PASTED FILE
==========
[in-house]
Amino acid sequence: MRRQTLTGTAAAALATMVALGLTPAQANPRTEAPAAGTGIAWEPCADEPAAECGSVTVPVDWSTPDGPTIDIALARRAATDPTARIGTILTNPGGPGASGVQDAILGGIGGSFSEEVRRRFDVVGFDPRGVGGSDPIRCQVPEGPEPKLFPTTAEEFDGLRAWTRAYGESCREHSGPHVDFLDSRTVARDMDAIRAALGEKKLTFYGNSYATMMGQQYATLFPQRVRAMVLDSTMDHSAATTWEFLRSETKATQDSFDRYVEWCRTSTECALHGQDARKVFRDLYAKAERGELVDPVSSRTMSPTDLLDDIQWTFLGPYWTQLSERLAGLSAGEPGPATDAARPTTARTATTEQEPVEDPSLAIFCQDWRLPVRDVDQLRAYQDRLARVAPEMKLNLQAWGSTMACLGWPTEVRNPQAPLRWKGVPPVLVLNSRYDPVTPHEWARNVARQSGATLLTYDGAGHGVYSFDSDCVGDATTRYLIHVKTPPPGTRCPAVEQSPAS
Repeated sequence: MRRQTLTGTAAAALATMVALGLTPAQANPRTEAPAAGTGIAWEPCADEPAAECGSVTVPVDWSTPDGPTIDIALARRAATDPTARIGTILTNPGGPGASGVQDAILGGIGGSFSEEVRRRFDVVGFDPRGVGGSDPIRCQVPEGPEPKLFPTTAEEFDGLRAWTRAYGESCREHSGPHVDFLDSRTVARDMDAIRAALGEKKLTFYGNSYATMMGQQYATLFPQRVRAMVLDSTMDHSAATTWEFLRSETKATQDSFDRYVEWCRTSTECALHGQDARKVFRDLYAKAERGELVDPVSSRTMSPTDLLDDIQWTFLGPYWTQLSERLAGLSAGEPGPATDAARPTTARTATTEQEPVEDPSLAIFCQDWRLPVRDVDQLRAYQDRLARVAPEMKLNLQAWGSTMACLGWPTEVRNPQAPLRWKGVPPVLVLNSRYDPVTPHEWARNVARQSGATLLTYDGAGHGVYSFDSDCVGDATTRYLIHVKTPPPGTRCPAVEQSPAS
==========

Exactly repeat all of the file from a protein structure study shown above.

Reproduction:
[in-house]
Amino acid sequence: MRRQTLTGTAAAALATMVALGLTPAQANPRTEAPAAGTGIAWEPCADEPAAECGSVTVPVDWSTPDGPTIDIALARRAATDPTARIGTILTNPGGPGASGVQDAILGGIGGSFSEEVRRRFDVVGFDPRGVGGSDPIRCQVPEGPEPKLFPTTAEEFDGLRAWTRAYGESCREHSGPHVDFLDSRTVARDMDAIRAALGEKKLTFYGNSYATMMGQQYATLFPQRVRAMVLDSTMDHSAATTWEFLRSETKATQDSFDRYVEWCRTSTECALHGQDARKVFRDLYAKAERGELVDPVSSRTMSPTDLLDDIQWTFLGPYWTQLSERLAGLSAGEPGPATDAARPTTARTATTEQEPVEDPSLAIFCQDWRLPVRDVDQLRAYQDRLARVAPEMKLNLQAWGSTMACLGWPTEVRNPQAPLRWKGVPPVLVLNSRYDPVTPHEWARNVARQSGATLLTYDGAGHGVYSFDSDCVGDATTRYLIHVKTPPPGTRCPAVEQSPAS
Repeated sequence: MRRQTLTGTAAAALATMVALGLTPAQANPRTEAPAAGTGIAWEPCADEPAAECGSVTVPVDWSTPDGPTIDIALARRAATDPTARIGTILTNPGGPGASGVQDAILGGIGGSFSEEVRRRFDVVGFDPRGVGGSDPIRCQVPEGPEPKLFPTTAEEFDGLRAWTRAYGESCREHSGPHVDFLDSRTVARDMDAIRAALGEKKLTFYGNSYATMMGQQYATLFPQRVRAMVLDSTMDHSAATTWEFLRSETKATQDSFDRYVEWCRTSTECALHGQDARKVFRDLYAKAERGELVDPVSSRTMSPTDLLDDIQWTFLGPYWTQLSERLAGLSAGEPGPATDAARPTTARTATTEQEPVEDPSLAIFCQDWRLPVRDVDQLRAYQDRLARVAPEMKLNLQAWGSTMACLGWPTEVRNPQAPLRWKGVPPVLVLNSRYDPVTPHEWARNVARQSGATLLTYDGAGHGVYSFDSDCVGDATTRYLIHVKTPPPGTRCPAVEQSPAS